Doctors classify some pregnancies as high-risk. These cases have characteristics that increase the chance of complications for the mother and baby.
Understanding these risk factors helps expectant parents ensure a safe and healthy pregnancy.
Women younger than 17 and older than 35 are more likely to face complications. Younger mothers may experience difficulties because their bodies are not fully developed.
Older mothers can have challenges related to fertility. They also have an increased risk of chromosomal abnormalities.
Existing health conditions
Pre-existing health conditions significantly impact pregnancy risks. Chronic conditions such as diabetes, hypertension and autoimmune disorders can pose challenges.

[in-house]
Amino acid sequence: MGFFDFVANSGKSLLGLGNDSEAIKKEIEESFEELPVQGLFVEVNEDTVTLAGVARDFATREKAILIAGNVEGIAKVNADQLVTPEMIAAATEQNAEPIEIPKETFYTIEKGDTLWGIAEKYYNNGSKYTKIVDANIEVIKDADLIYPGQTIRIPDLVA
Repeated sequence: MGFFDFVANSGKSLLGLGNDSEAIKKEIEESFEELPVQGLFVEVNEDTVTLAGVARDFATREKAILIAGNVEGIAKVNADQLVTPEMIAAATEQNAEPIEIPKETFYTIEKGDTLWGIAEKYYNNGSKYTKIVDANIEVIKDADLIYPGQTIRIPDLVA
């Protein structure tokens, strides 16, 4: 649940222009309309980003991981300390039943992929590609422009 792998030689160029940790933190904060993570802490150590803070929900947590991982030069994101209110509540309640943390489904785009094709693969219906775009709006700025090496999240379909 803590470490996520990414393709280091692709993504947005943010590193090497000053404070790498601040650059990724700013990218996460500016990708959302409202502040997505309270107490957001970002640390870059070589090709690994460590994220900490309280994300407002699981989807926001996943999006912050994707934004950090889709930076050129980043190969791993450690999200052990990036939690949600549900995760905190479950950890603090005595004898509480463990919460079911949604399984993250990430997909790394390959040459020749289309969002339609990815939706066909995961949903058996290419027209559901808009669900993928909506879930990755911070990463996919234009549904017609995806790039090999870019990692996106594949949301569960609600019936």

Women with existing health issues should work closely with healthcare professionals. They can help you manage your condition and minimize potential risks during pregnancy.
Carrying more than one baby, such as twins or triplets, increases the complexity of a pregnancy. Multiple pregnancies have a higher risk of premature birth, low birth weight and other complications. Close monitoring and specialized care support the health of both the mother and the babies.
Previous complications such as preterm birth or miscarriage increase the likelihood of challenges in later pregnancies. Healthcare providers must be aware of a woman’s reproductive history to take preventive measures.
Certain lifestyle choices can elevate the risk of complications during pregnancy. Examples include substance abuse, smoking and excessive alcohol consumption. Adopting a healthy lifestyle before and during pregnancy can reduce these risks.
High-risk pregnancies affect about 6 to 8% of women. Communicate openly with your healthcare providers about your possible risk factors. Understanding and addressing these concerns can improve your chances of a healthy pregnancy and birth.